Rishi Sunak watering down green pledges not a ‘cynical ploy’ but what is ‘right’, says business secretary | Politics News
Rishi Sunak’s watering down of climate pledges is not a “cynical ploy” – but is rather the prime minister doing “what is right”, Business Secretary Kemi Badenoch has said.
Last night, Mr Sunak announced a raft of changes to the UK’s climate pledges, including delaying the ban on the sale of new internal combustion engine (ICE) vehicles by five years to 2035.
The prime minister explained that he was making the changes as the previous plans were unaffordable and unachievable.
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However, as Sky science and technology editor Tom Clarke explained, the decision seemed to be more about politics – and the general election expected next year – than the climate.
And Ms Badeonch told Sky News this morning: “This is not some sort of cynical ploy.”
“This is the right thing to do, and I fully support the prime minister.”
Mr Sunak defended his change of direction this morning, telling the BBC that the UK’s decarbonising ambitions are “more ambitious than pretty much any major economy in the world”.
The move has been welcomed by some Conservative MPs, who, believing it may be popular with voters, have been calling for green policies to be delayed to avoid exacerbating the cost of living crisis.
But it has been opposed by sections of the business community, opposition parties, and campaigners – including Al Gore.
One of the critics of the move was Lord Goldsmith, a Conservative former minister.
Ms Badenoch said: “I know Zac Goldsmith very well. He is a friend… I fundamentally disagree with what he has said.
“We are listening to the concerns people are raising with us. Most people in this country do not have the kind of money that he has.”
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Last week, Ms Badenoch visited the BMW MINI plant in Oxford as the company announced it would build its next generation electric vehicles there, securing government funding in the process.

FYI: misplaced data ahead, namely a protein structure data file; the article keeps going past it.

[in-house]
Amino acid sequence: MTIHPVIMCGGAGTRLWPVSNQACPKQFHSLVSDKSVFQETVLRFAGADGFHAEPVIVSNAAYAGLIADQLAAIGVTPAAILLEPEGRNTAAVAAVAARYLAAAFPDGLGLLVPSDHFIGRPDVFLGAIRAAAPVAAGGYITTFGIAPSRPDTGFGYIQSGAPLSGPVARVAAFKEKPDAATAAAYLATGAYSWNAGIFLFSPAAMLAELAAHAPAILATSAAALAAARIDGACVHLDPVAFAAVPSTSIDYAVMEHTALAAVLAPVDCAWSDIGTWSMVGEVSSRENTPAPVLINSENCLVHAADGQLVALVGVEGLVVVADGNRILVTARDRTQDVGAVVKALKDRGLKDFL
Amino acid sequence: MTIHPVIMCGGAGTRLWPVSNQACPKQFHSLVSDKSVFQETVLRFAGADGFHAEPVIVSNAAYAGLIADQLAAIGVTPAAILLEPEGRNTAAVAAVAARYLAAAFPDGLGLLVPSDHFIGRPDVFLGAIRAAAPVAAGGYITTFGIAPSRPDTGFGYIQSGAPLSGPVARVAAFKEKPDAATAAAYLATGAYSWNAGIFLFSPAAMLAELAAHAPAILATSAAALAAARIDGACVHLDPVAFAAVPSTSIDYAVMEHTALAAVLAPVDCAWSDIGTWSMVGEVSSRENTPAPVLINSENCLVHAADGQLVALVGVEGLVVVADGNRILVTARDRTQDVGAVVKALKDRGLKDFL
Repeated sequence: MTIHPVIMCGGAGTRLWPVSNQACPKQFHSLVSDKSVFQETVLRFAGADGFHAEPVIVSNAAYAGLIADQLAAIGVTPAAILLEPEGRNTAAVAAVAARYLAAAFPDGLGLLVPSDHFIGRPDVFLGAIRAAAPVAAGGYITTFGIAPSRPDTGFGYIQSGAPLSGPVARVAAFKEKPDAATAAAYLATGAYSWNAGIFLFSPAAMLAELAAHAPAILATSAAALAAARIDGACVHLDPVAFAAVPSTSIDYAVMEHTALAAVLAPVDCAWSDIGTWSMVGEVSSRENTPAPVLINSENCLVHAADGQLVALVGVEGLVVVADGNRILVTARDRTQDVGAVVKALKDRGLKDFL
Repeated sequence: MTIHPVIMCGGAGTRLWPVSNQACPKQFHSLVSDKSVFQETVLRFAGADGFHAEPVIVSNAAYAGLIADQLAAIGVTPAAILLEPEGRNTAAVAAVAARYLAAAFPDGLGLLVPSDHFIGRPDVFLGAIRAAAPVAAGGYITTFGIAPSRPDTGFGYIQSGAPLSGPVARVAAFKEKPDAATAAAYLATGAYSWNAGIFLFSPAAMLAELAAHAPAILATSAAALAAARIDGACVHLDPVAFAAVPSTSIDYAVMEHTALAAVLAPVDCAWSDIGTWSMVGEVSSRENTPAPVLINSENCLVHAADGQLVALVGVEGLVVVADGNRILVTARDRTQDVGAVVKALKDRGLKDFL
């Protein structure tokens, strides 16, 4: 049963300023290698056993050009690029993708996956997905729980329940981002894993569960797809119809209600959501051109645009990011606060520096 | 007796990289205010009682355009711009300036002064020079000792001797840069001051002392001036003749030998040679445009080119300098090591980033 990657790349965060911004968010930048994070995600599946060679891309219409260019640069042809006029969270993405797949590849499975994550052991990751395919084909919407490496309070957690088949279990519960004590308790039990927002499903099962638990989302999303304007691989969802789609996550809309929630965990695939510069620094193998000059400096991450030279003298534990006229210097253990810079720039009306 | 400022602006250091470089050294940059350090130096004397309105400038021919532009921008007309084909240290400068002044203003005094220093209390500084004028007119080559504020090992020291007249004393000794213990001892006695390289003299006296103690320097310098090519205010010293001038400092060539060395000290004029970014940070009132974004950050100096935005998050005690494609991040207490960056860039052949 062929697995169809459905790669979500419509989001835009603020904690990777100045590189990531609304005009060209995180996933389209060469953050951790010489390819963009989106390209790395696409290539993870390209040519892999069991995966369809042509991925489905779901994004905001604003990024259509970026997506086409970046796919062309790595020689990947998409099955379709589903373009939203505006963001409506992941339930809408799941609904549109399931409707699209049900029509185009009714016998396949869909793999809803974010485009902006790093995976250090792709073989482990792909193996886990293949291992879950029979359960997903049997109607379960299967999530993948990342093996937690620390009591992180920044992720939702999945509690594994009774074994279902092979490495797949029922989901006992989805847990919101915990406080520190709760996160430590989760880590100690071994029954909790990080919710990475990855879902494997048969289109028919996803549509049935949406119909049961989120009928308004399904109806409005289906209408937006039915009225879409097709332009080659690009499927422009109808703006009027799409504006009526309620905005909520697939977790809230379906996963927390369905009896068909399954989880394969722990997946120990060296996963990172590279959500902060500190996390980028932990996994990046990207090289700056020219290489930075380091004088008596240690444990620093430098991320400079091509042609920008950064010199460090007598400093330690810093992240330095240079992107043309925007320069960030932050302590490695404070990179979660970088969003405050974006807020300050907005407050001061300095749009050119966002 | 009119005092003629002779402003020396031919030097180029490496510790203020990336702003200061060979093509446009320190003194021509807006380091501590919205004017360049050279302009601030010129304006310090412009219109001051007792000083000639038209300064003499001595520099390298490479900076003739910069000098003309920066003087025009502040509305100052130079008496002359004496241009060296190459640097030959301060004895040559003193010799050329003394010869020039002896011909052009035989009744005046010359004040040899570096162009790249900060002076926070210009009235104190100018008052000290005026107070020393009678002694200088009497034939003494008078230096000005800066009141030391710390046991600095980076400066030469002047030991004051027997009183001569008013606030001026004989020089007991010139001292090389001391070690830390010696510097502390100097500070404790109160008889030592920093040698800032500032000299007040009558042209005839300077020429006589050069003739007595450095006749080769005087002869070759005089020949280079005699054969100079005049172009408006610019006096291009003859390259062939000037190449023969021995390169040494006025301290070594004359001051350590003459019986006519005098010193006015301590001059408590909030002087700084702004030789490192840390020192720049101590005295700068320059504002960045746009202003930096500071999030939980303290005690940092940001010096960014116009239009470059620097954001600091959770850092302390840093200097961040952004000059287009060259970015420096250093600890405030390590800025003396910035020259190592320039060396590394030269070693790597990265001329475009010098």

She was asked if yesterday’s roll-back was known about when she announced the deal.
The business secretary said: “Well, I had been making representations to the prime minister – he had not made his decision known to all of us.
“But these were conversations that we were having, So I’m quite pleased that this has happened.”
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The car industry was one of the most vocal critics of the government’s changes, as many had planned to stop selling ICE vehicles in seven years time.
Ford was the most sceptical, saying that the new path undermined the “ambition, commitment and consistency” needed for the UK.
Ms Badenoch pointed out the US car giant made the statement “without even hearing what the announcement was”, and added that Toyota welcomed the move.
When asked about criticism from the chief executive of EON – who claimed the changes would mean people have to live in draughty homes – Ms Badenoch urged the leader of the energy giant to “actually look at what the prime minister announced”.
Daisy Powell-Chandler, the head of energy and environment at polling company Public First, explained to Sky News how the public tends to hold a dim view of parties that water down green policies.
She said: “The public aren’t very keen on that, including Conservative and Labour swing voters.
“Most people think that the government should be doing more rather than less to reach net zero.
“So about three times more people think the government should be doing more on the environment than think they should be doing less.
“And there’s an extraordinary consensus right across the age range. For example, climate change these days is amongst people’s tier one concerns.
“It’s just below things like the NHS, but it’s still up there in the top five on most trackers.”
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Sarah Jones, Labour’s shadow industry and decarbonisation minister, told Sky News that her party would return the deadline for ICE sales to 2030, but would not unpick other parts of the changes announced yesterday.
She said that on heat pumps, for example, the government “has utterly failed” to get close to the previous target, and that it was more important to focus on insulating homes first.